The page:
It’s been real good man, I’m pretty damn grateful about the whole thing. It’s nothing to take for granted that there’s a whole person that wants to help facilitate sharing your actual bones and veins with people. Usually I put my bones and veins out by myself and they sink into obscurity rather quickly. TT are on it I think, proactive, great branding. I love the other artists on the roster. The record that’s coming out after mine, the Talipes Vulgas one, is fucking mind blowing. And Aleksandr Tresorg is great too. Those Russians man, I don’t know what it is…. Solzhenitsyn, Dostoevsky, Nabokov. Poets and mystics and geniuses.

    How does TruthTable stand out, with its focus on real analogue electronic music?

    I think that’s a question that’s still on the table - excuse the pun, jesus. I’m only the second release on the label, as far I’m concerned TT still has to prove itself. That’s what makes it so damn exciting. And I’m certain that the label will stand out, the quality of the two records come out either side of mine is really something else.

    As for the analogue thing, I actually don’t think it matters either way - it’s just that you need something that feels meaningful to you, and there’s something about the inherent limitations in analogue that helps to facilitate that. I think that’s the hook that makes it meaningful to David at TT, which makes him a better label head. My setup is hybrid - really, the important thing for me was that all I used was a small selection of hardware toys, some digital, some analogue. That limitation really sparked me up. I mean, once I plug the thing into the damn preamp, I don’t really care if it starts with electricity or numbers, as long as I get to play it like an instrument and it sounds cool to me. And then I can bury my head in Pro Tools and edit like a ninja forever. Kind of sacrilegious using PT for electronic production I think. Don’t worry, I use Ableton for the live set obviously (you’d have to be a damn madman to use Pro Tools in your live set! Flirting with disaster every moment).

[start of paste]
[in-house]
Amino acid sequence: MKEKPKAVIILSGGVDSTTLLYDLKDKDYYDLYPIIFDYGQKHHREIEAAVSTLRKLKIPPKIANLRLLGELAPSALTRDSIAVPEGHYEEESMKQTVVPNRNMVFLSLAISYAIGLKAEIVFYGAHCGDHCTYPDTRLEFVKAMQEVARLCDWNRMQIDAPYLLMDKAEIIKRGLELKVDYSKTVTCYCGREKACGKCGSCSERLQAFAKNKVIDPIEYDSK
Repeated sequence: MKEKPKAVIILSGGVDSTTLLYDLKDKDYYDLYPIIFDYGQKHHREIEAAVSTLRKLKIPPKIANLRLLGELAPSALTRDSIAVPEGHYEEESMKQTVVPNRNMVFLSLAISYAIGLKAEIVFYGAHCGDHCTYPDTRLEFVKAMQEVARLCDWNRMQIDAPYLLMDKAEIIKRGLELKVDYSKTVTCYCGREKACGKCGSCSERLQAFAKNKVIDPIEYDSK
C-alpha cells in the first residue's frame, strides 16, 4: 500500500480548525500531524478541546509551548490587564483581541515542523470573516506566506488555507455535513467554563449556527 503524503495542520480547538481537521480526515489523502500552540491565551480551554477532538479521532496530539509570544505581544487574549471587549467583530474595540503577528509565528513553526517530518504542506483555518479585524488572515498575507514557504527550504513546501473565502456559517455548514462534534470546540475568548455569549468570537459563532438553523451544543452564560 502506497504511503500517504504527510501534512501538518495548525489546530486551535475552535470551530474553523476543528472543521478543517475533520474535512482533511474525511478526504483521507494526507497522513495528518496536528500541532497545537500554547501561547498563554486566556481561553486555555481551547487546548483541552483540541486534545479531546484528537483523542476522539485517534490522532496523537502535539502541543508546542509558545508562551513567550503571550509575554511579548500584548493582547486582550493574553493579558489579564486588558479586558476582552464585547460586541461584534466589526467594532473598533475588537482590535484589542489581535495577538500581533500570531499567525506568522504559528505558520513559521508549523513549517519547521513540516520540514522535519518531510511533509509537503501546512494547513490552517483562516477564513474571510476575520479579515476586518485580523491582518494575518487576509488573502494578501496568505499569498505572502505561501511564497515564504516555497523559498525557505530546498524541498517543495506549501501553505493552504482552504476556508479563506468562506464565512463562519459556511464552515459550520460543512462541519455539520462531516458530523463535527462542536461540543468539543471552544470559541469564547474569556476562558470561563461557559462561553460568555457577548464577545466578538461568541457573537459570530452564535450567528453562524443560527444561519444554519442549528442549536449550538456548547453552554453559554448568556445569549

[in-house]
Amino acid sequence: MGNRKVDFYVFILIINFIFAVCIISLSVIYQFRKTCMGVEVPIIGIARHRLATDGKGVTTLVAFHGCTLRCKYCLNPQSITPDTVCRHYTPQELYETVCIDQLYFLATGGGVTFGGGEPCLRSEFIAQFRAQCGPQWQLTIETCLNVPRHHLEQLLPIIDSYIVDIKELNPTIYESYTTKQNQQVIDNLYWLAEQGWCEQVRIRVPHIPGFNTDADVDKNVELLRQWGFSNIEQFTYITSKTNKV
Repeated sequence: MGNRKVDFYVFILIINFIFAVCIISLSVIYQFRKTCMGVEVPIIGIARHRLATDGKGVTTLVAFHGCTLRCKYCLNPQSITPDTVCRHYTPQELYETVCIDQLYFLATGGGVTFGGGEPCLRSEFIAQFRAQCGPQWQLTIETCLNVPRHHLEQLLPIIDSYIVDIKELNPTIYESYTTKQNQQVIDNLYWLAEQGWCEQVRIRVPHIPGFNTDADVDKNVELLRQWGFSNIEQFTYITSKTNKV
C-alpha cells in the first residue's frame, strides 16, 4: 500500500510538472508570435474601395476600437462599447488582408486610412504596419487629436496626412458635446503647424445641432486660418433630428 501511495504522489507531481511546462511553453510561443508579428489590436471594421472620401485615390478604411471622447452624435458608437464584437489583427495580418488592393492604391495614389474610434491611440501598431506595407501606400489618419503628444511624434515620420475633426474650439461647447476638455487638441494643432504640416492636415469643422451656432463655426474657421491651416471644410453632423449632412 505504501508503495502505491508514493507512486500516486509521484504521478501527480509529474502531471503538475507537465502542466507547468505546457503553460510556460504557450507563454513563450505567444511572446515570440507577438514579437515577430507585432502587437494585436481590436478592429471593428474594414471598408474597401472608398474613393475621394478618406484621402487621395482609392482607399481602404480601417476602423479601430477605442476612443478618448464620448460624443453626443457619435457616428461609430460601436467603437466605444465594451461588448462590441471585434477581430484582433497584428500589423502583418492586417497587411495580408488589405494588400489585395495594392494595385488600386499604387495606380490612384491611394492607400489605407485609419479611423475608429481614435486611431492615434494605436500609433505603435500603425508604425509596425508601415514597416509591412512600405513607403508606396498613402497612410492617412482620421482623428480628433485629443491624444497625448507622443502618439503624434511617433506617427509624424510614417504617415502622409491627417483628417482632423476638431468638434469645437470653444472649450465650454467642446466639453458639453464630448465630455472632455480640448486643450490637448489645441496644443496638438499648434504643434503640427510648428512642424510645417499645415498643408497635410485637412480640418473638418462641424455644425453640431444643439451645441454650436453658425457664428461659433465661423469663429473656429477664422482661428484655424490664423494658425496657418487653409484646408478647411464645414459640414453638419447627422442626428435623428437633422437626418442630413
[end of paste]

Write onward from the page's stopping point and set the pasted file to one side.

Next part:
Tell us a bit about the album, what is the story behind its title?

    It’s a real light hearted affair, the playful, poppy area of that IDM and glitch. It’s a pop album essentially, albeit one without any vocals. Don’t ask me about the title man - the luxury of having no lyrics is that you name your tracks and album whatever the fuck you want to - and evidently I wanted to splice together food items and astronomical bodies. The weird thing is, it all feels perfect to me, like the silliness of it is kind of transcended by the feeling in the music, in a way. Kind of like the way that happens when a band with a silly gimmick and lyrical style behind it (I’m thinking of Gwar or The Presidents of the USA) put out a great album, the deep absurdity of the lyrics ends up weirdly transcended, it comes out profound and dark and deeply affecting. I’m getting that sense with this record, not that I’d like to claim any level of greatness or anything like that you understand - more that people seem to just understand the feeling of the track titles as soon as they hear the music, even though on paper that actually makes no sense. People love the album title, and so do I. It’s almost mythology, it came from somewhere below consciousness. Or maybe more like Freud haha. Now there’s a question - what are the Freudian significances of these track titles? What does Heliocentric Cheesecake say about my relationship with my mum? Is she the sun, or the cheesecake? I’ll have to ask her.

    When you started working on the album, were you clear about creating an album, or did it happen along the way?